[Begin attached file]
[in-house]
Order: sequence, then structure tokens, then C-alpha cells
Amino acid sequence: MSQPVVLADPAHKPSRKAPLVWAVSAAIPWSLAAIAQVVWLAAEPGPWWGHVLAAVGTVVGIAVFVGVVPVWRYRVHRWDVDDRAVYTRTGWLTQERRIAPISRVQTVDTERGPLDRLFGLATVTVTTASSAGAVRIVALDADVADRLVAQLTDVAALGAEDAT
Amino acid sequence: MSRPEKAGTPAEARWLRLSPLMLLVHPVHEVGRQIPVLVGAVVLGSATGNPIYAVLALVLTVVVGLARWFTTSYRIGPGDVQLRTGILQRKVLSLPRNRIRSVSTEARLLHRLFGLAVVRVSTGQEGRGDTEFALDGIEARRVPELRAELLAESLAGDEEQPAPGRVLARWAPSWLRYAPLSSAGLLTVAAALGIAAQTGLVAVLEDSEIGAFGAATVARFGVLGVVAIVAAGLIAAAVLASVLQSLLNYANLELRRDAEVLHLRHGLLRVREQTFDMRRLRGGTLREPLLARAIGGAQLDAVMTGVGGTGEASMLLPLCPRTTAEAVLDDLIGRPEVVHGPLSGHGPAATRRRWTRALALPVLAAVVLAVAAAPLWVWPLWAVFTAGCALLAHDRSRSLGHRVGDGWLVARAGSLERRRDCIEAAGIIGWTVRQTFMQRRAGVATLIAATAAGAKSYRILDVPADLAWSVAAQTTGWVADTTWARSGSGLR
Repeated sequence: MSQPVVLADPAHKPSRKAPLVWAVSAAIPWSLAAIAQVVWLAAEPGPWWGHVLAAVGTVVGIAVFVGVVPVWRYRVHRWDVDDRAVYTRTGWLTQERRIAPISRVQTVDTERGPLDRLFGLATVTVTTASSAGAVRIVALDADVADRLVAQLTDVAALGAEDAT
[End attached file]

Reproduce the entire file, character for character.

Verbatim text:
[in-house]
Order: sequence, then structure tokens, then C-alpha cells
Amino acid sequence: MSQPVVLADPAHKPSRKAPLVWAVSAAIPWSLAAIAQVVWLAAEPGPWWGHVLAAVGTVVGIAVFVGVVPVWRYRVHRWDVDDRAVYTRTGWLTQERRIAPISRVQTVDTERGPLDRLFGLATVTVTTASSAGAVRIVALDADVADRLVAQLTDVAALGAEDAT
Amino acid sequence: MSRPEKAGTPAEARWLRLSPLMLLVHPVHEVGRQIPVLVGAVVLGSATGNPIYAVLALVLTVVVGLARWFTTSYRIGPGDVQLRTGILQRKVLSLPRNRIRSVSTEARLLHRLFGLAVVRVSTGQEGRGDTEFALDGIEARRVPELRAELLAESLAGDEEQPAPGRVLARWAPSWLRYAPLSSAGLLTVAAALGIAAQTGLVAVLEDSEIGAFGAATVARFGVLGVVAIVAAGLIAAAVLASVLQSLLNYANLELRRDAEVLHLRHGLLRVREQTFDMRRLRGGTLREPLLARAIGGAQLDAVMTGVGGTGEASMLLPLCPRTTAEAVLDDLIGRPEVVHGPLSGHGPAATRRRWTRALALPVLAAVVLAVAAAPLWVWPLWAVFTAGCALLAHDRSRSLGHRVGDGWLVARAGSLERRRDCIEAAGIIGWTVRQTFMQRRAGVATLIAATAAGAKSYRILDVPADLAWSVAAQTTGWVADTTWARSGSGLR
Repeated sequence: MSQPVVLADPAHKPSRKAPLVWAVSAAIPWSLAAIAQVVWLAAEPGPWWGHVLAAVGTVVGIAVFVGVVPVWRYRVHRWDVDDRAVYTRTGWLTQERRIAPISRVQTVDTERGPLDRLFGLATVTVTTASSAGAVRIVALDADVADRLVAQLTDVAALGAEDAT